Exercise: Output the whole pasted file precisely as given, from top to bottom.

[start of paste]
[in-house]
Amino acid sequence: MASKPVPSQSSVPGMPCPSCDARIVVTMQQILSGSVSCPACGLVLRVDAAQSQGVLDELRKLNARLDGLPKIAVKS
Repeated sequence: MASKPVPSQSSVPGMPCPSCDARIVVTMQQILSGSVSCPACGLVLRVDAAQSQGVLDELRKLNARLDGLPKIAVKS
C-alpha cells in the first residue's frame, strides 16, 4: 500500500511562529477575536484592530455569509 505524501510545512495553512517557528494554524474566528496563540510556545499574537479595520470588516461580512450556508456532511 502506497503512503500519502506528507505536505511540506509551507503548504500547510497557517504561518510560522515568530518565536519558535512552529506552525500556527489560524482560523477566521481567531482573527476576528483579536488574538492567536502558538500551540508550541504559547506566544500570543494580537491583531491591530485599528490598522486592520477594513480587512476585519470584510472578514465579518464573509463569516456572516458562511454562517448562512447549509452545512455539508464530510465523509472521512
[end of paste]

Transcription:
[in-house]
Amino acid sequence: MASKPVPSQSSVPGMPCPSCDARIVVTMQQILSGSVSCPACGLVLRVDAAQSQGVLDELRKLNARLDGLPKIAVKS
Repeated sequence: MASKPVPSQSSVPGMPCPSCDARIVVTMQQILSGSVSCPACGLVLRVDAAQSQGVLDELRKLNARLDGLPKIAVKS
C-alpha cells in the first residue's frame, strides 16, 4: 500500500511562529477575536484592530455569509 505524501510545512495553512517557528494554524474566528496563540510556545499574537479595520470588516461580512450556508456532511 502506497503512503500519502506528507505536505511540506509551507503548504500547510497557517504561518510560522515568530518565536519558535512552529506552525500556527489560524482560523477566521481567531482573527476576528483579536488574538492567536502558538500551540508550541504559547506566544500570543494580537491583531491591530485599528490598522486592520477594513480587512476585519470584510472578514465579518464573509463569516456572516458562511454562517448562512447549509452545512455539508464530510465523509472521512